What Is Masago?

Image source: Wikipedia

Masago is roe or eggs of the capelin fish, a small fish related to salmon and commonly used as topping or garnish for sushi. If you are a sushi aficionado, you have probably already tasted Masago even if you are not aware of it.


But the truth is that even people who are new to the rich world of Japanese cuisine could easily identify Masago. Have you ever noticed something that looks a bit like orange rice, only smaller? Well, that is actually Masago.

Masago – Capelin Fish

But Masago is no orange rice or anything like it. If you have had I, you will know that it tastes like fish. And no wonder because what you had eaten are the roe (eggs) of a capelin fish.

The capelin is a fish that is most commonly found in the Pacific or the North Atlantic oceans. But it is its availability in the Pacific Ocean what made it such an important ingredient in the preparation of sushi in Japan.

I love Chinese food, like steamed dim sum, and I can have noodles, hot or cold. I like food that’s very simple on the digestive system –  I tend to keep it light. I love Japanese food too – shushi, sashimi and miso soup. – Shilpa Shetty

In fact, capelin is widely available in Japan. That is why it became a key sushi ingredient in the first place. But there are also other reasons that explain its popularity. It is also a very sustainable fish and it can be used in a variety of different ways.

Masago is also good for you because its high levels of Omega 3 acids make it a great choice in everyone’s diet.

Masago Vs. Tobiko

But it would be a mistake to think that Masago is the only kind of fish egg used in sushi. As popular as Masago is there is another kind of fish egg that is also hugely popular in Japanese cuisine.

Image source: Pixa bay

We are talking about Tobiko, which is the roe (eggs) of flying fish. Although neophytes may confuse the two kinds of roe they are, in fact, very different in some key ways.

For example, Tobiko is slightly larger than Masago. Also, Tobiko is a bit crunchier than Masago. And, while both of them are savory, Tobiko is more so than Masago, which has a subtler taste.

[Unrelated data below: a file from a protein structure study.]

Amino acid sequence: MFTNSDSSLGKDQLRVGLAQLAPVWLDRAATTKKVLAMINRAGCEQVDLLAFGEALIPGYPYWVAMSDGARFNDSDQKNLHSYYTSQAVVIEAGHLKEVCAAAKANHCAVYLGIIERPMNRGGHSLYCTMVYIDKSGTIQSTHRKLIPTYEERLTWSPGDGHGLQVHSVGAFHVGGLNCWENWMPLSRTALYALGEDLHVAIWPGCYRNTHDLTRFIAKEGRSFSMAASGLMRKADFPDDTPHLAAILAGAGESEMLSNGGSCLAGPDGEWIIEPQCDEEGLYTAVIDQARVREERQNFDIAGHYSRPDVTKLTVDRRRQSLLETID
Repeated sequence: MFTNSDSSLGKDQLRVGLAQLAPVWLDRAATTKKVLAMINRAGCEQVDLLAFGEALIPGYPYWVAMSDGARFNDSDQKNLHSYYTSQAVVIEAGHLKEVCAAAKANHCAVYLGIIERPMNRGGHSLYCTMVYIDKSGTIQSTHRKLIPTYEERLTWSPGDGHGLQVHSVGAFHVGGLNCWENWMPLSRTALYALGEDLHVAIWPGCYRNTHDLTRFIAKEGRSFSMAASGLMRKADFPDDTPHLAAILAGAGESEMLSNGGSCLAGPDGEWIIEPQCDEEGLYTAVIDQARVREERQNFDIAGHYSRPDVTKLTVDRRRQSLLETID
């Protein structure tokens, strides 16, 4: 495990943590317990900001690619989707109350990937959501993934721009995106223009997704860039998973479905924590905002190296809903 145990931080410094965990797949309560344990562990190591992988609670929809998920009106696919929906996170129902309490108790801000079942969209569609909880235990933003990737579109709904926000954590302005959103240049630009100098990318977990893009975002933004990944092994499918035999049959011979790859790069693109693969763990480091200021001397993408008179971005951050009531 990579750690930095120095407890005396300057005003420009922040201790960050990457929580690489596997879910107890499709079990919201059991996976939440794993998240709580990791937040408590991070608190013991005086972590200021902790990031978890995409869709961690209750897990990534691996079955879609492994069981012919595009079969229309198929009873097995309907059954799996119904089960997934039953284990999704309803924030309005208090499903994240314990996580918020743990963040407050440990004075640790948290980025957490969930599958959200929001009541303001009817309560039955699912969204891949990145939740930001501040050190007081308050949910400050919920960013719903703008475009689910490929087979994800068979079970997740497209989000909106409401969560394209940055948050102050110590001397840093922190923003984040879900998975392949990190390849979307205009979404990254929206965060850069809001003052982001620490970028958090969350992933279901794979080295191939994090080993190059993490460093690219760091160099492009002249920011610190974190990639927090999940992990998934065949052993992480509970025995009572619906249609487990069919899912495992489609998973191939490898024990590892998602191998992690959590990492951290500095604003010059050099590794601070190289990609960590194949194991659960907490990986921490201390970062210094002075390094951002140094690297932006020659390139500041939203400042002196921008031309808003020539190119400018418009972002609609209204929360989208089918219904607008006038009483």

Sushi is something very exclusive. It is not like a McDonald’s, not like a hot dog, not like a French fry. It’s very high-class cooking in Japan. – Nobu Matsuhisa

In general, Masago has a gentler texture when compared with Tobiko. This means that it compliments the primary meat in any sushi roll. Tobiko, however, stands out on its own due to its crunchiness. Tobiko can overwhelm the rest of flavors and textures in the role, while Masago always acts as the perfect compliment.

Having said all that, it is also fair to say that part of Masago’s success is its unusual and appealing orange color. And this is another reason why sushi chefs use it so much. It adds to the overall appealing aesthetic of sushi.


Of course, whether you prefer Masago or Tobiko is a very personal opinion. Many people prefer Tobiko simply because they find it more flavorful. Others show no particular preference or cannot even tell them apart, other than by their differing colors.

Fish Eggs In Japanese Cuisine

There are many other kinds of fish eggs used in Japanese cuisine, apart from Masago and Tobiko. For example, there is Ikura, which comes from salmon and is also orange, and crunchy and it is, like Tobiko, larger than Masago.

Mentaiko comes from the walleye pollock, and it is crunchy, but not orange or creamy, and also smaller in size than Masago.

Uni comes from sea urchins and is creamy and larger than Masago bit not orange or crunchy.

The last kind of fish egg (roe) used in Japanese cuisine is Ebiko, which comes from shrimp. It is orange and crunchy but not creamy and smaller in size than Masago.

Image Source: Wikipedia

Uses of Masago

Masago is not just used for in sushi. Its versatility and wide availability make Masago an ideal ingredient for many different dishes in Japanese cuisine. For example, nigiri, and sashimi, as well as, of course, sushi.

Masago is sometimes even mixed wasabi in order to create what some people refer to as the wasabi caviar.

If you do not happen to live in Japan, Masago is also relatively easy to find in stores across North America, Europe, and other world regions. In the Northern hemisphere is always better to look for this ingredient in Winter or, early Spring, at the latest. That is the breeding season for the capelin fish, so it is when you will find the freshest Masago in stores.

Masago’s popularity in the West started due to the popularity of sushi but not it gets also used in Western cuisine.

Here are some ideas for dishes with Masago, both from Japan, other Asian countries and, even, West countries:

  • Masago with fried rice.
  • Spicy Ahi Poke with Masago.
  • Spicy mayo with Masago.
  • Spaghetti with Masago.

And, of course, sushi!

Believe it or not, Masago is so tasty that it can also go great with quintessentially Western dishes such as Italian spaghetti. Masago adds the perfect taste to fresh pasta, apart from adding plenty of vitamins to that and any other dishes you would use it for!

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Cite this article as:
Juan Ramos, MA. What Is Masago?, Science Trends, 2018. Available at:
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